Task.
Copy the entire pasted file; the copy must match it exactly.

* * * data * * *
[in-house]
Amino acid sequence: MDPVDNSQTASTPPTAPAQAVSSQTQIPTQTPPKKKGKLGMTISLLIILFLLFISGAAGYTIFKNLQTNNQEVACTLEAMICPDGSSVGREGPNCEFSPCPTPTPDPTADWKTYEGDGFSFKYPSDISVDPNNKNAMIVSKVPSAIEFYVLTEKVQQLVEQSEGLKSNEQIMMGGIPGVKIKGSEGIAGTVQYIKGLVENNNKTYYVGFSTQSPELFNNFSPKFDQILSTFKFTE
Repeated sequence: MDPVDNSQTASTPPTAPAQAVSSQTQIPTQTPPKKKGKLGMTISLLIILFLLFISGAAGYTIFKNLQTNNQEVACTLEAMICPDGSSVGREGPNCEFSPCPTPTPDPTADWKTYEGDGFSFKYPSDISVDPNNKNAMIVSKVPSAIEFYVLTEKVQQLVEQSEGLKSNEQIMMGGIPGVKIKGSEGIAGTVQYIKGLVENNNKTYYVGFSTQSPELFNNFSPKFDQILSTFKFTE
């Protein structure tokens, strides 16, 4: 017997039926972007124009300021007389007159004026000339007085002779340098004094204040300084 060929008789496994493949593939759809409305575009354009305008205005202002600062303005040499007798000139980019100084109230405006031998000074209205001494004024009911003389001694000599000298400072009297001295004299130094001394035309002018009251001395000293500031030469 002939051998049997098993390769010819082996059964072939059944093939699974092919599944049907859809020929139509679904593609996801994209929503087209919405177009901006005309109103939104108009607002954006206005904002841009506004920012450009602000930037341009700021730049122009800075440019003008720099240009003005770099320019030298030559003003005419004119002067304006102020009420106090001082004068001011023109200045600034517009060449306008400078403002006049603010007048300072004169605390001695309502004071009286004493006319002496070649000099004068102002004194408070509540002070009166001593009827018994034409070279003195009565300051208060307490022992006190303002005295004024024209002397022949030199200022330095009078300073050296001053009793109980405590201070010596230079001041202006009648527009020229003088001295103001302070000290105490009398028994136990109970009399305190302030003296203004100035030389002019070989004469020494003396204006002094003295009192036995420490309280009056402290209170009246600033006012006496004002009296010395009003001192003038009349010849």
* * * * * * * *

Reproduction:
[in-house]
Amino acid sequence: MDPVDNSQTASTPPTAPAQAVSSQTQIPTQTPPKKKGKLGMTISLLIILFLLFISGAAGYTIFKNLQTNNQEVACTLEAMICPDGSSVGREGPNCEFSPCPTPTPDPTADWKTYEGDGFSFKYPSDISVDPNNKNAMIVSKVPSAIEFYVLTEKVQQLVEQSEGLKSNEQIMMGGIPGVKIKGSEGIAGTVQYIKGLVENNNKTYYVGFSTQSPELFNNFSPKFDQILSTFKFTE
Repeated sequence: MDPVDNSQTASTPPTAPAQAVSSQTQIPTQTPPKKKGKLGMTISLLIILFLLFISGAAGYTIFKNLQTNNQEVACTLEAMICPDGSSVGREGPNCEFSPCPTPTPDPTADWKTYEGDGFSFKYPSDISVDPNNKNAMIVSKVPSAIEFYVLTEKVQQLVEQSEGLKSNEQIMMGGIPGVKIKGSEGIAGTVQYIKGLVENNNKTYYVGFSTQSPELFNNFSPKFDQILSTFKFTE
């Protein structure tokens, strides 16, 4: 017997039926972007124009300021007389007159004026000339007085002779340098004094204040300084 060929008789496994493949593939759809409305575009354009305008205005202002600062303005040499007798000139980019100084109230405006031998000074209205001494004024009911003389001694000599000298400072009297001295004299130094001394035309002018009251001395000293500031030469 002939051998049997098993390769010819082996059964072939059944093939699974092919599944049907859809020929139509679904593609996801994209929503087209919405177009901006005309109103939104108009607002954006206005904002841009506004920012450009602000930037341009700021730049122009800075440019003008720099240009003005770099320019030298030559003003005419004119002067304006102020009420106090001082004068001011023109200045600034517009060449306008400078403002006049603010007048300072004169605390001695309502004071009286004493006319002496070649000099004068102002004194408070509540002070009166001593009827018994034409070279003195009565300051208060307490022992006190303002005295004024024209002397022949030199200022330095009078300073050296001053009793109980405590201070010596230079001041202006009648527009020229003088001295103001302070000290105490009398028994136990109970009399305190302030003296203004100035030389002019070989004469020494003396204006002094003295009192036995420490309280009056402290209170009246600033006012006496004002009296010395009003001192003038009349010849």